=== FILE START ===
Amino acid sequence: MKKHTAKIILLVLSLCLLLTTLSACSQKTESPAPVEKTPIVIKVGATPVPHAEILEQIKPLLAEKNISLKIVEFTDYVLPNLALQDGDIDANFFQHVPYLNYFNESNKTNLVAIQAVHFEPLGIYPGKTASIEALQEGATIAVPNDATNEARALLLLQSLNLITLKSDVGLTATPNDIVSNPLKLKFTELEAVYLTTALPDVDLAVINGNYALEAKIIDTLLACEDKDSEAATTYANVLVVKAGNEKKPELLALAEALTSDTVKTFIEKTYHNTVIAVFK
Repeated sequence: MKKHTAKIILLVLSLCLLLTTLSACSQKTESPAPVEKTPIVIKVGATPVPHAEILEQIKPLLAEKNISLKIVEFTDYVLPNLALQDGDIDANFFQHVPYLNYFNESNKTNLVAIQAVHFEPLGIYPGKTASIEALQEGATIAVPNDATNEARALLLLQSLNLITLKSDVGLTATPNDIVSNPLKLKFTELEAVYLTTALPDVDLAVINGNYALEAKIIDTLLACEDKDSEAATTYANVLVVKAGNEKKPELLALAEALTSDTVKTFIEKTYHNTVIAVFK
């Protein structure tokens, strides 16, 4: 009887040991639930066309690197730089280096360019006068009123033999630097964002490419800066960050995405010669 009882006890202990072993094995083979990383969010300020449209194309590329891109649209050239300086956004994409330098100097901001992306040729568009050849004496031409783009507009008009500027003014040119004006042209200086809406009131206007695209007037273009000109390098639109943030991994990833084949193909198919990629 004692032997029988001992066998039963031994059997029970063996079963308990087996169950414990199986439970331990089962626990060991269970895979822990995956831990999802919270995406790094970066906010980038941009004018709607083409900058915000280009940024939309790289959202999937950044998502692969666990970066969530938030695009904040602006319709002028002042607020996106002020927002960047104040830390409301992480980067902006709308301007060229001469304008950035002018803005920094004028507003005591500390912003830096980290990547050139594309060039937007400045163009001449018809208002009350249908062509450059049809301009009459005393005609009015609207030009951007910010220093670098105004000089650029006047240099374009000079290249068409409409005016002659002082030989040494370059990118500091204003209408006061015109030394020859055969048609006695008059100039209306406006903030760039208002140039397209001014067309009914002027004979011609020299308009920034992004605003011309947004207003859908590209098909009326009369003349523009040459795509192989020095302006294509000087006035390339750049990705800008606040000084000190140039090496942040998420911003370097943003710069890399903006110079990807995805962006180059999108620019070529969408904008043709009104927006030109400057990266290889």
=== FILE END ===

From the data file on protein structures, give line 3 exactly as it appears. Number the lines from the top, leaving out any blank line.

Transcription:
């Protein structure tokens, strides 16, 4: 009887040991639930066309690197730089280096360019006068009123033999630097964002490419800066960050995405010669 009882006890202990072993094995083979990383969010300020449209194309590329891109649209050239300086956004994409330098100097901001992306040729568009050849004496031409783009507009008009500027003014040119004006042209200086809406009131206007695209007037273009000109390098639109943030991994990833084949193909198919990629 004692032997029988001992066998039963031994059997029970063996079963308990087996169950414990199986439970331990089962626990060991269970895979822990995956831990999802919270995406790094970066906010980038941009004018709607083409900058915000280009940024939309790289959202999937950044998502692969666990970066969530938030695009904040602006319709002028002042607020996106002020927002960047104040830390409301992480980067902006709308301007060229001469304008950035002018803005920094004028507003005591500390912003830096980290990547050139594309060039937007400045163009001449018809208002009350249908062509450059049809301009009459005393005609009015609207030009951007910010220093670098105004000089650029006047240099374009000079290249068409409409005016002659002082030989040494370059990118500091204003209408006061015109030394020859055969048609006695008059100039209306406006903030760039208002140039397209001014067309009914002027004979011609020299308009920034992004605003011309947004207003859908590209098909009326009369003349523009040459795509192989020095302006294509000087006035390339750049990705800008606040000084000190140039090496942040998420911003370097943003710069890399903006110079990807995805962006180059999108620019070529969408904008043709009104927006030109400057990266290889």